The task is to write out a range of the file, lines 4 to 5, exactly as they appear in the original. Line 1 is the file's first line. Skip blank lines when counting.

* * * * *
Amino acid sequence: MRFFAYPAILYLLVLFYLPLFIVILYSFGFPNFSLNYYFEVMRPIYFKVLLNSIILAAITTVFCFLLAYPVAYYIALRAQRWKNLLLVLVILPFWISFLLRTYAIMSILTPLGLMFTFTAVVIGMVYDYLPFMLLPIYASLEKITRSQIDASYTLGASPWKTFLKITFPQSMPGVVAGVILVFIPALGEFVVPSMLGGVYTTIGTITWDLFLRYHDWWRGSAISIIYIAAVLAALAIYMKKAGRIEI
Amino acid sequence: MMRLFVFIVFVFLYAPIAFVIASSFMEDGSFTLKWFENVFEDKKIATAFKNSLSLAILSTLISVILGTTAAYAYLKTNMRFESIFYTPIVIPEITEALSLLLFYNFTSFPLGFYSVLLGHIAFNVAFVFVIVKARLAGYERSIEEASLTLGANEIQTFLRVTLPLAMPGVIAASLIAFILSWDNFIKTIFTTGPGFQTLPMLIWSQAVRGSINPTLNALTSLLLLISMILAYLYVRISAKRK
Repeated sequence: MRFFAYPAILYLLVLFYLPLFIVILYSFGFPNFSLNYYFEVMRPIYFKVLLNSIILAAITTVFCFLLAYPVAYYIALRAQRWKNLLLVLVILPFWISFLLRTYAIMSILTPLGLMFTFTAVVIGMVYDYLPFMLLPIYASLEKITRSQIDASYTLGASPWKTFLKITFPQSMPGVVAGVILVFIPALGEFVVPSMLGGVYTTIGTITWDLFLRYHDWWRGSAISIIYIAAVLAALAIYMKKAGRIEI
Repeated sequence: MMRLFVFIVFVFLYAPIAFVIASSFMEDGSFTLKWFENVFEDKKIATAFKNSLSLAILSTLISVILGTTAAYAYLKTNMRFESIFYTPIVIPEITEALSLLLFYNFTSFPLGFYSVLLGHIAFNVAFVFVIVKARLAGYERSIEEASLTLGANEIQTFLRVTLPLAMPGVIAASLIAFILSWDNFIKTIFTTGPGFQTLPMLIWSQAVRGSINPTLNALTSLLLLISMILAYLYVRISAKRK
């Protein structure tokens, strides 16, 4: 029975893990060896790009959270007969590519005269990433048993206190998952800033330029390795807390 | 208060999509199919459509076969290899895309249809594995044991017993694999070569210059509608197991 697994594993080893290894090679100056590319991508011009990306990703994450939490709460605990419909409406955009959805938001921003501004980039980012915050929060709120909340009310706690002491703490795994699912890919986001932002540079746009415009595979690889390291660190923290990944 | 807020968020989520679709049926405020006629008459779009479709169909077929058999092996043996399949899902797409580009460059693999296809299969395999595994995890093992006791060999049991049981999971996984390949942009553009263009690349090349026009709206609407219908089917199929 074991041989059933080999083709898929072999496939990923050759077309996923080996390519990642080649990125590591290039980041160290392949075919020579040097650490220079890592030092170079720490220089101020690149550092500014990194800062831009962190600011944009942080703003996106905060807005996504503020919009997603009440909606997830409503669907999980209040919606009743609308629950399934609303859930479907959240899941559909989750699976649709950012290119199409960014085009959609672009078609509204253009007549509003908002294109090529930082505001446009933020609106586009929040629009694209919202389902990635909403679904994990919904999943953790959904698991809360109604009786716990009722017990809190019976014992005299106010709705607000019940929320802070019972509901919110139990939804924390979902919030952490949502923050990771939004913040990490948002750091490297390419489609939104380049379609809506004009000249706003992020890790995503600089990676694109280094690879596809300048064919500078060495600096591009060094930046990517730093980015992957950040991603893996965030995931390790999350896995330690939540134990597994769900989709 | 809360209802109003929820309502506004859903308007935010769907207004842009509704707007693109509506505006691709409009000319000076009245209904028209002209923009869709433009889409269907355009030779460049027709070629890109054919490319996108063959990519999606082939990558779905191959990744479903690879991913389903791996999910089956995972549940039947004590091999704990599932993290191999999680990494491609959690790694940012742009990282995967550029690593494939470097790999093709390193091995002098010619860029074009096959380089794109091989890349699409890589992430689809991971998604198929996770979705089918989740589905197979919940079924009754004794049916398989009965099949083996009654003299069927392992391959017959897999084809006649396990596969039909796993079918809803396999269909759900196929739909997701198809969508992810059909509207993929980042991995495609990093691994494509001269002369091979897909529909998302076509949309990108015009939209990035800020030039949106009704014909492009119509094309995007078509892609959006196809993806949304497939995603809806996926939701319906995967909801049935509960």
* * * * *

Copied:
Repeated sequence: MMRLFVFIVFVFLYAPIAFVIASSFMEDGSFTLKWFENVFEDKKIATAFKNSLSLAILSTLISVILGTTAAYAYLKTNMRFESIFYTPIVIPEITEALSLLLFYNFTSFPLGFYSVLLGHIAFNVAFVFVIVKARLAGYERSIEEASLTLGANEIQTFLRVTLPLAMPGVIAASLIAFILSWDNFIKTIFTTGPGFQTLPMLIWSQAVRGSINPTLNALTSLLLLISMILAYLYVRISAKRK
């Protein structure tokens, strides 16, 4: 029975893990060896790009959270007969590519005269990433048993206190998952800033330029390795807390 | 208060999509199919459509076969290899895309249809594995044991017993694999070569210059509608197991 697994594993080893290894090679100056590319991508011009990306990703994450939490709460605990419909409406955009959805938001921003501004980039980012915050929060709120909340009310706690002491703490795994699912890919986001932002540079746009415009595979690889390291660190923290990944 | 807020968020989520679709049926405020006629008459779009479709169909077929058999092996043996399949899902797409580009460059693999296809299969395999595994995890093992006791060999049991049981999971996984390949942009553009263009690349090349026009709206609407219908089917199929 074991041989059933080999083709898929072999496939990923050759077309996923080996390519990642080649990125590591290039980041160290392949075919020579040097650490220079890592030092170079720490220089101020690149550092500014990194800062831009962190600011944009942080703003996106905060807005996504503020919009997603009440909606997830409503669907999980209040919606009743609308629950399934609303859930479907959240899941559909989750699976649709950012290119199409960014085009959609672009078609509204253009007549509003908002294109090529930082505001446009933020609106586009929040629009694209919202389902990635909403679904994990919904999943953790959904698991809360109604009786716990009722017990809190019976014992005299106010709705607000019940929320802070019972509901919110139990939804924390979902919030952490949502923050990771939004913040990490948002750091490297390419489609939104380049379609809506004009000249706003992020890790995503600089990676694109280094690879596809300048064919500078060495600096591009060094930046990517730093980015992957950040991603893996965030995931390790999350896995330690939540134990597994769900989709 | 809360209802109003929820309502506004859903308007935010769907207004842009509704707007693109509506505006691709409009000319000076009245209904028209002209923009869709433009889409269907355009030779460049027709070629890109054919490319996108063959990519999606082939990558779905191959990744479903690879991913389903791996999910089956995972549940039947004590091999704990599932993290191999999680990494491609959690790694940012742009990282995967550029690593494939470097790999093709390193091995002098010619860029074009096959380089794109091989890349699409890589992430689809991971998604198929996770979705089918989740589905197979919940079924009754004794049916398989009965099949083996009654003299069927392992391959017959897999084809006649396990596969039909796993079918809803396999269909759900196929739909997701198809969508992810059909509207993929980042991995495609990093691994494509001269002369091979897909529909998302076509949309990108015009939209990035800020030039949106009704014909492009119509094309995007078509892609959006196809993806949304497939995603809806996926939701319906995967909801049935509960």